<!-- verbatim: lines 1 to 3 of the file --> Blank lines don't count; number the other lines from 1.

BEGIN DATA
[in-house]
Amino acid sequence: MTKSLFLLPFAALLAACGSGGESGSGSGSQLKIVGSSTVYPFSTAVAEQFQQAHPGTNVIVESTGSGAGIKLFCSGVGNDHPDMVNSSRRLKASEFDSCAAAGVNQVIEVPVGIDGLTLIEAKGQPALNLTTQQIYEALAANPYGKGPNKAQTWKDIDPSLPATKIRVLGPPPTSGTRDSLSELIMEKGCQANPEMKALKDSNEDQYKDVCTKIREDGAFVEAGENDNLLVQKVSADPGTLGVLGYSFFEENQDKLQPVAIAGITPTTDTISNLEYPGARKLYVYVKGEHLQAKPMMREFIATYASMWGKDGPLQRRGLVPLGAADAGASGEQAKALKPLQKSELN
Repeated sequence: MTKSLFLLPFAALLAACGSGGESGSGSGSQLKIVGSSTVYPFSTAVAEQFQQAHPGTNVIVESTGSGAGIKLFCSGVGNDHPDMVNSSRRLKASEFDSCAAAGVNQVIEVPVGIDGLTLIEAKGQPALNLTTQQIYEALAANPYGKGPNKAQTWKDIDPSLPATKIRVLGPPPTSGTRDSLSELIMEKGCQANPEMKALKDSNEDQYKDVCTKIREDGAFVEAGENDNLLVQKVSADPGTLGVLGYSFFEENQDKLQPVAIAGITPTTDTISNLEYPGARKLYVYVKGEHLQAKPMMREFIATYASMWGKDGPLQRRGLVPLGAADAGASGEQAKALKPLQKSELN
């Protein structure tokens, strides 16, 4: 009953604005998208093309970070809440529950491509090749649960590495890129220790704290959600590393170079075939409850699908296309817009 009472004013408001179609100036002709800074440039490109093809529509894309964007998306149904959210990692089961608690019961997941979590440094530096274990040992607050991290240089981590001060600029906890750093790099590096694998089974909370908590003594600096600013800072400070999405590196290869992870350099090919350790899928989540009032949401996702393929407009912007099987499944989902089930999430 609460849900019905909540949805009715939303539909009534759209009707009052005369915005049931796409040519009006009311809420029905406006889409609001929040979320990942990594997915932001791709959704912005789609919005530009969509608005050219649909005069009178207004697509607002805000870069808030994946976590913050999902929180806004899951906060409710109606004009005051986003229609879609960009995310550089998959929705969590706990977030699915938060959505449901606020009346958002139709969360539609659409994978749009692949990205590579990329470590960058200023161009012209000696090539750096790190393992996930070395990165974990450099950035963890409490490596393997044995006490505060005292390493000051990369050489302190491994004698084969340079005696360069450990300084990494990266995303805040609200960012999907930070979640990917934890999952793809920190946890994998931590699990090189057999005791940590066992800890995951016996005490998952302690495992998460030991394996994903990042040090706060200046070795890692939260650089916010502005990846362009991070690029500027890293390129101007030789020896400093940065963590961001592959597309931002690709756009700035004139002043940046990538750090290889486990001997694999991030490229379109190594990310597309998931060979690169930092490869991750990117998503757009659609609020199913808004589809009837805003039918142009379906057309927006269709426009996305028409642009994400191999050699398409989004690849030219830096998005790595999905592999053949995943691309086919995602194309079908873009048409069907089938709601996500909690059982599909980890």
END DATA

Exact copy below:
[in-house]
Amino acid sequence: MTKSLFLLPFAALLAACGSGGESGSGSGSQLKIVGSSTVYPFSTAVAEQFQQAHPGTNVIVESTGSGAGIKLFCSGVGNDHPDMVNSSRRLKASEFDSCAAAGVNQVIEVPVGIDGLTLIEAKGQPALNLTTQQIYEALAANPYGKGPNKAQTWKDIDPSLPATKIRVLGPPPTSGTRDSLSELIMEKGCQANPEMKALKDSNEDQYKDVCTKIREDGAFVEAGENDNLLVQKVSADPGTLGVLGYSFFEENQDKLQPVAIAGITPTTDTISNLEYPGARKLYVYVKGEHLQAKPMMREFIATYASMWGKDGPLQRRGLVPLGAADAGASGEQAKALKPLQKSELN
Repeated sequence: MTKSLFLLPFAALLAACGSGGESGSGSGSQLKIVGSSTVYPFSTAVAEQFQQAHPGTNVIVESTGSGAGIKLFCSGVGNDHPDMVNSSRRLKASEFDSCAAAGVNQVIEVPVGIDGLTLIEAKGQPALNLTTQQIYEALAANPYGKGPNKAQTWKDIDPSLPATKIRVLGPPPTSGTRDSLSELIMEKGCQANPEMKALKDSNEDQYKDVCTKIREDGAFVEAGENDNLLVQKVSADPGTLGVLGYSFFEENQDKLQPVAIAGITPTTDTISNLEYPGARKLYVYVKGEHLQAKPMMREFIATYASMWGKDGPLQRRGLVPLGAADAGASGEQAKALKPLQKSELN